Detecting early indicators of dementia can make all the difference because if it is recognized early, medicine may be able to slow down the diseases that cause brain damage.
There are many dementia symptom stages since dementia is a degenerative neurological illness. Because the changes are gradual, you or your parent may have more time to acquire an early diagnosis and reduce or prevent the progression.
Fortunately, early signs of dementia can be identified before the symptoms have a significant influence on daily life and overall quality of life. Dementia diagnosis might be challenging at times because there is no single straightforward test to do and early symptoms can mimic age-related changes.
To get started, we give a quick intro to dementia and dementia diagnosis, but here is the list of 10 early signs of dementia if you’d prefer to jump to it. You can click any to read more information. And you can also download a checklist for you to use if you’re concerned about early signs of dementia here.
- Forgetfulness that interferes with daily life
- A deficiency in problem-solving abilities
- Confused speech
- Item misplacement
- Difficulty in accomplishing previously familiar tasks
- Visual and spatial disorientation
- Withdrawal from work or social activities
- Sudden mood and personality shifts
- Poor decision-making skills
Additionally, we recommend taking a look at the 7 stages of Alzheimer’s disease as laid out by Dr. Barry Reisberg. You can read through these by jumping below.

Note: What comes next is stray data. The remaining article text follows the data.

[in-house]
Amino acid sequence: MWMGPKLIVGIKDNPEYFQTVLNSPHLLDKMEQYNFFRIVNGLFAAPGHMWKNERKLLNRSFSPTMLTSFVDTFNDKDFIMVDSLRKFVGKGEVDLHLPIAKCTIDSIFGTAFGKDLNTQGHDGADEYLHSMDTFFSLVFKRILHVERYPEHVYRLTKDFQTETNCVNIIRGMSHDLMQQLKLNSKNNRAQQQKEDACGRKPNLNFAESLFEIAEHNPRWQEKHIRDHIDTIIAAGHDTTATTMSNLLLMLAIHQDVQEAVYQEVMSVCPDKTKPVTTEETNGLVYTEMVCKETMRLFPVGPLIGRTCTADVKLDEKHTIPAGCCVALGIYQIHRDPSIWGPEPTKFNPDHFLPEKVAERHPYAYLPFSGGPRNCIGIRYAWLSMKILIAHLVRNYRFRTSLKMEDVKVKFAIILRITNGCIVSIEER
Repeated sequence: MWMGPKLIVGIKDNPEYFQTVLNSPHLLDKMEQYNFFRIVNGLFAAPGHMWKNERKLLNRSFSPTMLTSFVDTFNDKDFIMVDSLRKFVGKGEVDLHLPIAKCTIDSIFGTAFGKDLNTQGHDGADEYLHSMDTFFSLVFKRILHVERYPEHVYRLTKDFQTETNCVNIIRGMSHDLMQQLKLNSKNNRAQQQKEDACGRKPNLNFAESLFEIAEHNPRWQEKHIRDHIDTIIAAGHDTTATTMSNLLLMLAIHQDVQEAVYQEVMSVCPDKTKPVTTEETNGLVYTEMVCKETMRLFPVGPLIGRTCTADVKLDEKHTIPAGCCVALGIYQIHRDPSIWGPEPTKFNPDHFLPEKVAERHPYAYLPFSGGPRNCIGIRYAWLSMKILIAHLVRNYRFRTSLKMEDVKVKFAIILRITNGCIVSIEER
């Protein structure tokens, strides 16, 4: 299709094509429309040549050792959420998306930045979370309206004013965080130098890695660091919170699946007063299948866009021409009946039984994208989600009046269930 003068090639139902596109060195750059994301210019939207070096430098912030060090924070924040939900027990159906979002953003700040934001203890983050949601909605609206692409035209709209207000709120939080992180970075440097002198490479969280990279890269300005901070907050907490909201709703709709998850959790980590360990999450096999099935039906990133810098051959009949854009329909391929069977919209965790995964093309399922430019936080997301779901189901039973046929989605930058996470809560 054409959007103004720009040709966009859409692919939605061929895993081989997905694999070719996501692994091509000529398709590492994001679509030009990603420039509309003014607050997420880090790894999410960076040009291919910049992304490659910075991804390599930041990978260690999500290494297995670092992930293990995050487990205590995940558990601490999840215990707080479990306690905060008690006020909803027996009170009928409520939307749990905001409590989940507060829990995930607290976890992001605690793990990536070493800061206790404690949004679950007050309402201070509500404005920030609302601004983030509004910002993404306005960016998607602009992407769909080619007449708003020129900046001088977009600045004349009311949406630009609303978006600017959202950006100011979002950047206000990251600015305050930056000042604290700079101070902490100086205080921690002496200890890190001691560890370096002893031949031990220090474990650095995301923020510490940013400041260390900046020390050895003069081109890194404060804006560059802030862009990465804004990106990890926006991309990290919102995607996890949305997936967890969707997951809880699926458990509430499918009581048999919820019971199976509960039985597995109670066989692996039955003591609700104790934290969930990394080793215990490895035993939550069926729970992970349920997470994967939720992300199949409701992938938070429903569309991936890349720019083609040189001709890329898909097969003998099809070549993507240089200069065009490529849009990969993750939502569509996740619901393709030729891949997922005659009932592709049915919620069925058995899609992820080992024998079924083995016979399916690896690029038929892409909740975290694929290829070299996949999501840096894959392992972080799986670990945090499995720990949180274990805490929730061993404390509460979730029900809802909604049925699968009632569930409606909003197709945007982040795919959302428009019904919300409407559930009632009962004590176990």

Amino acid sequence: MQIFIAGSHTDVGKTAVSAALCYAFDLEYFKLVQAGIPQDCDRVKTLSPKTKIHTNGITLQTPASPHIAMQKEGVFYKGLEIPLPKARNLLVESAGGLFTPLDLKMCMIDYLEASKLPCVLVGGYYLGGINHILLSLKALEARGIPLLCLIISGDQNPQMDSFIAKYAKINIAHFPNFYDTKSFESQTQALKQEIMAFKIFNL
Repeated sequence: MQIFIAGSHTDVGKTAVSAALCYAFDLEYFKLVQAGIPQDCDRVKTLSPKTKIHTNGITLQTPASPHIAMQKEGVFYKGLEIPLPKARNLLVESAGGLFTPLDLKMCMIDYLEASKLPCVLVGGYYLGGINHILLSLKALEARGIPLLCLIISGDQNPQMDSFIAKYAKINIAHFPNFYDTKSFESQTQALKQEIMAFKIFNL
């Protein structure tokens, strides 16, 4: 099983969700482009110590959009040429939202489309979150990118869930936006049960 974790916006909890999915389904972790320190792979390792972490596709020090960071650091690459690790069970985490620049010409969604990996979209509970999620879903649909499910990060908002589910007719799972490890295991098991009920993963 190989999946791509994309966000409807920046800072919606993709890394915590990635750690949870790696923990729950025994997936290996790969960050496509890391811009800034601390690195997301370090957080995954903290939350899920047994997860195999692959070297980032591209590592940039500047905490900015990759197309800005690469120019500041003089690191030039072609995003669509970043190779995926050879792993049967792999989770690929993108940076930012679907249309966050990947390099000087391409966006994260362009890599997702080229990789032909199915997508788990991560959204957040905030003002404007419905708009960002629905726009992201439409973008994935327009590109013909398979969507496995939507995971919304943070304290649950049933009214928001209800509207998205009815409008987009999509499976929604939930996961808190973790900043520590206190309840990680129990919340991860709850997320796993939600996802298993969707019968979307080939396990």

What Exactly is Dementia?
Dementia is a degenerative disease that impairs a person’s memory, thinking, and behavior. Dementia is an umbrella term for a variety of indications and symptoms associated with cognitive impairments, such as memory loss. Dementia is not a specific condition, but rather a catch-all phrase for symptoms such as memory loss, forgetfulness, and loss of attention.
Dementia comes in many forms, including Parkinson’s disease with dementia, Lewy Body Dementia, Vascular Dementia, Early Onset Dementia, and Alzheimer’s disease. Alzheimer’s disease is the most common type of dementia, affecting more than 5.7 million people in the United States.
We recommend reading our Dementia 101 article and watching the video from our Trusted Advisor, Teepa Snow, in order to learn more about Dementia and cognitive decline.
How is Dementia Diagnosed?
There is no single test that can indicate whether or not your loved one has dementia. A comprehensive medical history, physical exam, laboratory tests, and spotting a pattern of loss of function and skills are all used by doctors to make a diagnosis. Doctors can diagnose dementia with a high degree of accuracy, but defining the specific form of dementia is more difficult. Biomarkers can aid in the precise diagnosis of Alzheimer’s disease, which falls under the category of dementia.
A variety of tests can be used to assess your loved one’s cognitive abilities, including memory, learning, judgment, language, and attention span. These tests are useful indicators if they need to be evaluated further. If a test fails, your loved one should be referred to a professional.